I wanted to write a little about my experiences of the last year dealing with long-covid, because I hope it will serve as a cathartic process and hopefully useful to someone else who is dealing with, or knows someone who has a chronic illness. I will give a rough summary rather than focusing on the gritty details of how I have felt physically and emotionally.
HOW IT STARTED
We all had a tough time of it with the pandemic, and I was very grateful that I could quickly place most of my fitness sessions online and keep training clients. Although the lockdowns were highly stressful with homeschooling, worrying about family and all that went hand in hand with living a very alternate version of reality, I actually felt the fittest I had in a long time. I had time to train for myself and could take part in others fitness classes from the comfort of my own home. I was walking before breakfast, followed by a workout and then full of energy for my day ahead. Which is why it took me by surprise when I ended up in A&E with chest pains. Another 3 more trips to the hospital over the next month, once by ambulance and a cough only developing after this time, I had all the doctors scratching their heads (I only had negative covid tests and no antibodies showing). From this point on I then developed lots of very odd symptoms that ranged from but were not limited to throat/ tongue issues, chronic fatigue, muscle pains, tinnitus, dizziness, tight chest, nausea, acid reflux and joint pain.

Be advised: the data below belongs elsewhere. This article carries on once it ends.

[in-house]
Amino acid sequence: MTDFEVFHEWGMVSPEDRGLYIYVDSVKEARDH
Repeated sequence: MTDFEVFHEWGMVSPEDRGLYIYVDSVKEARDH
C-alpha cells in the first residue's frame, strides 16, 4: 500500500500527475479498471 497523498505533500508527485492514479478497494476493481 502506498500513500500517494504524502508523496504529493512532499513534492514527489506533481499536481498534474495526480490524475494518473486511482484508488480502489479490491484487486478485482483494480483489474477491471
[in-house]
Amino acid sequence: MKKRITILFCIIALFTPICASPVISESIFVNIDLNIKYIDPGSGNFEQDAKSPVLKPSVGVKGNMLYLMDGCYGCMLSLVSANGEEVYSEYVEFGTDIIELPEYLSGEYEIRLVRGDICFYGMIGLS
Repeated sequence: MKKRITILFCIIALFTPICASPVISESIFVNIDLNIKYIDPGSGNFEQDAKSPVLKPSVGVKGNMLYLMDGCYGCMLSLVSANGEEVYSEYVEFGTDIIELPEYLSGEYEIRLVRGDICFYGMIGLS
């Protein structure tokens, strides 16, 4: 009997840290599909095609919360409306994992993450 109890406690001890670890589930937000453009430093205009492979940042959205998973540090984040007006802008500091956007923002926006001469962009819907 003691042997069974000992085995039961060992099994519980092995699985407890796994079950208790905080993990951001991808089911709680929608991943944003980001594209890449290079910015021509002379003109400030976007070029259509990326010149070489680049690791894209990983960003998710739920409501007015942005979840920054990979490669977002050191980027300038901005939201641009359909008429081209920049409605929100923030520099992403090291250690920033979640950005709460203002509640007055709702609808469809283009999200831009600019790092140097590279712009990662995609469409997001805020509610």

I didn’t have great experiences with my GPs initially and there was an element of ‘because your symptoms aren’t text book’ they didn’t know how to help. In one of my 10 min calls to my doctor, after listing all the symptoms I was suffering my doctor simply asked me which one symptom he could help me with today! There was some gas lighting in later calls, which happened to me at my most vulnerable and now makes me rage with disgust at how I was treated and spoken to. Unfortunately there was also an undercurrent feeling/vibe given out that it was in my head, particularly with my throat issues. I sought out a private doctor, who listened and more importantly believed me.